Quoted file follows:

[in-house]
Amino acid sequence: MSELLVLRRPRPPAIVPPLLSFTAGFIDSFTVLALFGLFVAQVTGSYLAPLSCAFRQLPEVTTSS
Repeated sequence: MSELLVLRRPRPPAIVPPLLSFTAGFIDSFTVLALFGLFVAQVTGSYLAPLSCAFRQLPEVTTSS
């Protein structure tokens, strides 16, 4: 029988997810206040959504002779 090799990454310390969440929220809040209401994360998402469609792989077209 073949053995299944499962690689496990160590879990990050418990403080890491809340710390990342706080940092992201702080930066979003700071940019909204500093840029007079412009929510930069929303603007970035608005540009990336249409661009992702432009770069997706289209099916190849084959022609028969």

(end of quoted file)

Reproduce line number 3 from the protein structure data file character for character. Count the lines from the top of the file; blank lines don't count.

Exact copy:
Repeated sequence: MSELLVLRRPRPPAIVPPLLSFTAGFIDSFTVLALFGLFVAQVTGSYLAPLSCAFRQLPEVTTSS